Apple are reportedly going to buy Beats Music for $3.2 billion; a number that would have been big news a year ago but is modest news today. Beats is a very interesting entrepreneurial story in of itself and I encourage people who want to know more to read this Inc piece from a couple of months ago. But the story today concerns just why Apple might be making this purchase.
Put simply, the consensus is that there is no great technology at the heart of Beats and no tangible assets of note. It has a brand — albiet a good one — but that is all. Apple normally don’t make purchases like this. Although others do.
So if the obvious doesn’t make sense let’s just look towards the less obvious. And by this I mean the really less obvious.
What did it take for Beats to build a brand so quickly in what was previously a commodity end of the headphone and speaker segment? The answer is — and I am going to put this in ways a five year old can understand — they understood what the young people wanted. Specifically, what the young people wanted to wear. Because that’s the thing about Beats headphones. They are wearables. You see people wearing them.
Now what is generically the problem with wearables. Well if you look at big high tech plays in the past, the problem is that people don’t want to actually wear them. This is what happened to the Segway and is happening now with Google Glass. And no one will ever wear an Occulus Rift in public. The response to this has been to try and work out how to make these things innocuous. But the technology doesn’t really allow that just as it didn’t allow it with good headphones.
If that was the big issue, what should a company thinking of moving into the wearable space or perhaps providing a revolutionary product do? They need to acquire the capabilities to learn how to make things that people want to wear and don’t mind doing so in an obvious manner. Thus, you hire the head of big fashion brand and you acquire the company that has proven itself to make techy things that people want to wear — specifically, your customers shopping in your own store.
Analysts struggle to analyse capabilities. That is why they have trouble working out Apple at all. It is a capability based company. So when a company like that acquires another company like that, they are really struggling. But if you accept that appealing to people in public is a capability that can’t just simply be built, you start to build a more plausible picture here.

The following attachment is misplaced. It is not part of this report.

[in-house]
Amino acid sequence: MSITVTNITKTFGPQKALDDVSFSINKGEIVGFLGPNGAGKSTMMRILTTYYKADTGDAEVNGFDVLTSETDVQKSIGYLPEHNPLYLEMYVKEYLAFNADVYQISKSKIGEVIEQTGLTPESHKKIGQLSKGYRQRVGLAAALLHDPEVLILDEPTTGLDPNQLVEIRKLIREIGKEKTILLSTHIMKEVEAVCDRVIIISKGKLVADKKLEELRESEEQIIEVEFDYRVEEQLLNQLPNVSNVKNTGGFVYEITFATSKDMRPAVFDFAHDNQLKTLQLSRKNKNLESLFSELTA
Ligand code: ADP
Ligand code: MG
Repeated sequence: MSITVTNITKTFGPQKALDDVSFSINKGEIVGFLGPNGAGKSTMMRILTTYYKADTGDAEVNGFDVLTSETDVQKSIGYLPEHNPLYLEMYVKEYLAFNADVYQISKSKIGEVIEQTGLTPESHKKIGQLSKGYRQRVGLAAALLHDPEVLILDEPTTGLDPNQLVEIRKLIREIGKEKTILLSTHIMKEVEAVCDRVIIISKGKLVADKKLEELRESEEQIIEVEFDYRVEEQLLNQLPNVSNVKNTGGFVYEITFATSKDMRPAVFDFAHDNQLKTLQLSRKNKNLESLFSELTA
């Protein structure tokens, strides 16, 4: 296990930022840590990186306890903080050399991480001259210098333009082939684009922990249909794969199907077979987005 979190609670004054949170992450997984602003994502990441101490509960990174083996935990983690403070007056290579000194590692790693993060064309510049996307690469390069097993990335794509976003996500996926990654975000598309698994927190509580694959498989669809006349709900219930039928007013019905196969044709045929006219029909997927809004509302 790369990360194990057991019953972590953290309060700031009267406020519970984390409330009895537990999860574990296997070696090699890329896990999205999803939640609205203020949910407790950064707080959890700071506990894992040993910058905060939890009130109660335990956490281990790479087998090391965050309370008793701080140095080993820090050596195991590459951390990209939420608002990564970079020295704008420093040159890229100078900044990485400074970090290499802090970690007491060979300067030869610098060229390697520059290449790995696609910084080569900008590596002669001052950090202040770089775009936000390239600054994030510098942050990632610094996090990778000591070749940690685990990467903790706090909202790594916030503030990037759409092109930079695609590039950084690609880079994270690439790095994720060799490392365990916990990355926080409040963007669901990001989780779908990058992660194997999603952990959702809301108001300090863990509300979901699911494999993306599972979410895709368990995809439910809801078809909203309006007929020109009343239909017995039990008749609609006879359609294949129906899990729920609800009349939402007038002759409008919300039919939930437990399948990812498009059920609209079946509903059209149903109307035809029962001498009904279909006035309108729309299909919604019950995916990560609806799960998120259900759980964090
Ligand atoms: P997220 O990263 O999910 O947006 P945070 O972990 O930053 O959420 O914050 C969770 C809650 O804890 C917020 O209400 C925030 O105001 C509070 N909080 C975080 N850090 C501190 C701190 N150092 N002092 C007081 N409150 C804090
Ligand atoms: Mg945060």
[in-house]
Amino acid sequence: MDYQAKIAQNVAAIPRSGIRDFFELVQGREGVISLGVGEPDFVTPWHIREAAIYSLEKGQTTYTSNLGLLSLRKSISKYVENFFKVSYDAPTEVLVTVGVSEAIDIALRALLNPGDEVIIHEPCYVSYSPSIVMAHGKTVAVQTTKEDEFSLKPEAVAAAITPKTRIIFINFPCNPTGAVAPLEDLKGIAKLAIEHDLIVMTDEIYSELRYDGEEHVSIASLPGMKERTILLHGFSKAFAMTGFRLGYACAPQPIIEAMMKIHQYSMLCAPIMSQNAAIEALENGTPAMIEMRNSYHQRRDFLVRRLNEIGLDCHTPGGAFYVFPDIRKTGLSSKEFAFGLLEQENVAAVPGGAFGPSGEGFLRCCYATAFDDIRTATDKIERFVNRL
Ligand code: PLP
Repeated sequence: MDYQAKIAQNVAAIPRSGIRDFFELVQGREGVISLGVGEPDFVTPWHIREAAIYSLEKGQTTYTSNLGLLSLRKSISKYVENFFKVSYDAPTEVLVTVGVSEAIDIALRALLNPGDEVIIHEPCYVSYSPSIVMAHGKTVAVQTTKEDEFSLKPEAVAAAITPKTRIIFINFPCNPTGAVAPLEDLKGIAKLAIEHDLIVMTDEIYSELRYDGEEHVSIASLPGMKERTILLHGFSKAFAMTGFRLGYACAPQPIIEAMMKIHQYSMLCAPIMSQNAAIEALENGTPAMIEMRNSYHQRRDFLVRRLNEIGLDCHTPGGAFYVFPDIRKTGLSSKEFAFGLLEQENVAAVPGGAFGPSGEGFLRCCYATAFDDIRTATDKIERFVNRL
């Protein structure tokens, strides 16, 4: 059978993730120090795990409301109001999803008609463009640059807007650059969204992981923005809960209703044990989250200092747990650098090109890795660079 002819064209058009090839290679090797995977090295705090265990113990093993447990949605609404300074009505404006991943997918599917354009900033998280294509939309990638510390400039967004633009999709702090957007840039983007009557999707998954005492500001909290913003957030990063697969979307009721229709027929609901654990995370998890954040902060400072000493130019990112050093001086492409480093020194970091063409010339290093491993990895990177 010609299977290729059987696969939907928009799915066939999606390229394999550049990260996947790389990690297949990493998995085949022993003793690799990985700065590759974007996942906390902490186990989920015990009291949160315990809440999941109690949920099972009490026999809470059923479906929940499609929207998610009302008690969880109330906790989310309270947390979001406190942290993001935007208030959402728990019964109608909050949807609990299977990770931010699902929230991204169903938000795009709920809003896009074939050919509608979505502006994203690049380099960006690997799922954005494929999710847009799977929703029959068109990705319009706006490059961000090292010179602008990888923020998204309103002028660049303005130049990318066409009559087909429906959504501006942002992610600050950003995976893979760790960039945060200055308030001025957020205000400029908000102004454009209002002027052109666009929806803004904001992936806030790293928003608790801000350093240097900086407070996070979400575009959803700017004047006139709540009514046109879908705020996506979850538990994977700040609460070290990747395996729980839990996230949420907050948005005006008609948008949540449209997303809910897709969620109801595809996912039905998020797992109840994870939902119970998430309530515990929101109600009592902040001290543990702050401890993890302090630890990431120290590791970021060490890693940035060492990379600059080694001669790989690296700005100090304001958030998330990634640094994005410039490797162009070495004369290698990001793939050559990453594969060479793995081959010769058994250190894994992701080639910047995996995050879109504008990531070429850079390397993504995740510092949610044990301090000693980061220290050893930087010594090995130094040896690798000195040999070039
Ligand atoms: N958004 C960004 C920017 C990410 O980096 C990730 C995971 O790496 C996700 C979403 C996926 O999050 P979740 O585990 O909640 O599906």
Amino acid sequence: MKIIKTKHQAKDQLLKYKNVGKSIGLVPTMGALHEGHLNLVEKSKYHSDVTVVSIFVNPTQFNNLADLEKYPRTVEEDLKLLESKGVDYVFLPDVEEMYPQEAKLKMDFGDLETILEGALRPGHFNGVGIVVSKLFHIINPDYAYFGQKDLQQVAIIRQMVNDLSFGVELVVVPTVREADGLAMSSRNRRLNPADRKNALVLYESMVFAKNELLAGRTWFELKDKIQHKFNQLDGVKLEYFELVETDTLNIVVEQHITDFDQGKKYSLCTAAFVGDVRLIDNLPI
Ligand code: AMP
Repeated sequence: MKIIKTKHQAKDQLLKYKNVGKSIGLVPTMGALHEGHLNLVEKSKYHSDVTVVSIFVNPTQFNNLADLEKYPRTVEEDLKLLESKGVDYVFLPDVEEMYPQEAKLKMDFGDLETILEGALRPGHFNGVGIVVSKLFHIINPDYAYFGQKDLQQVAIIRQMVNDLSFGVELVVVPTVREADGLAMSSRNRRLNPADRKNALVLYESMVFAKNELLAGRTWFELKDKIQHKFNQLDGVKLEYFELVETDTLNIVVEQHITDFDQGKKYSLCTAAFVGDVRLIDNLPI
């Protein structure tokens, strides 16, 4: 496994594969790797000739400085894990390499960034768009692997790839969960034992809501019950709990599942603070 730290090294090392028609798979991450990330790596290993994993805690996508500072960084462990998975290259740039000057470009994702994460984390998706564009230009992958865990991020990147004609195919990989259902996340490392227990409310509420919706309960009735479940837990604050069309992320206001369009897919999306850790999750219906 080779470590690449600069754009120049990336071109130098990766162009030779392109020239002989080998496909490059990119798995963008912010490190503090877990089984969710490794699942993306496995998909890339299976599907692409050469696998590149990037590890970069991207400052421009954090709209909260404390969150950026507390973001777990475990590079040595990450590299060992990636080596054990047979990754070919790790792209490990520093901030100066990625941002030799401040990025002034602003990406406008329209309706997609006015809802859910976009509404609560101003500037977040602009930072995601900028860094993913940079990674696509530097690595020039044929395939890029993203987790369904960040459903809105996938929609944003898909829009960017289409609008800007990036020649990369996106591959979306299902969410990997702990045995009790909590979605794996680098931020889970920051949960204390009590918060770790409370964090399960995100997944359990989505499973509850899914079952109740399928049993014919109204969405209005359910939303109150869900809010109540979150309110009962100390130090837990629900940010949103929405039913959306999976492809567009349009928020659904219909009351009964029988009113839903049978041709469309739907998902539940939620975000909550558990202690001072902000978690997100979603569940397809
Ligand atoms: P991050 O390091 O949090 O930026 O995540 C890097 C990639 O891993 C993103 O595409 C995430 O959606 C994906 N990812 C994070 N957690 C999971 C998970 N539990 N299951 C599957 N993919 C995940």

Of course, this should only add fuel to the fire that something interesting is coming from Apple soon.
7 Replies to “Speculating on Apple-Beats: It's the capabilities”
This is clever & I think you are right on this point.
Apple has always sold a better interface by understanding what people actually are doing with the hardware.
really? beats makes headphones, headphones are wearables, wearables are hot but people don’t wanna wear them, people wanna wear beats.
THIS is an investment thesis?
Y not mention that this might be payoff to Carlyle.
I am not sure if that is a plausible explanation. I mean “cool to wear” is a capability that Apple has in plenty. Compared to most other brands, people have always strutted out with their Apple ipods and iphones with their characteristic white ear phones. I am not sure if Apple needs to acquire that capability from Beats. Might just be a defensive play ?
It sounds like you are a little biased towards apple. Everything they do makes sense.
I’m Not sure it’s fair to compare headphones with dorkier wearables like glass or oculus- I can’t think of an example of head/earphones that people don’t want to wear.
Will be interesting to see if they manage to translate their brand appeal to other wearables but I’m skeptical
Ok, here is a good counter-reply by the New Yorker.
“Most of the $3.2 billion price tag, then, comes from the headphones.
Beats doesn’t disclose its financials, but estimates put annual revenues at just over a billion dollars—about what Apple makes in two days. Beats’ products are big, bold, and closely identified with the celebrities who help design them—Justin Bieber, Lady Gaga, Sean (Diddy) Combs.
Apple products, on the other hand, are known for their minimalist design and understated elegance.
It’s hard to imagine Apple’s design chief, Jonathan Ive, knowing what to do with the Beats aesthetic. Ive could change Beats’ design to fit his tastes, but then what would be the point of buying the company?
Meanwhile, the idea of Beats’ current designer continuing in his job seems far-fetched. Beats headphones are designed by Ammunition Group, which is owned by Apple’s first industrial design chief—and Ive’s former boss—Robert Brunner, whom Ive has openly criticized inside Apple.’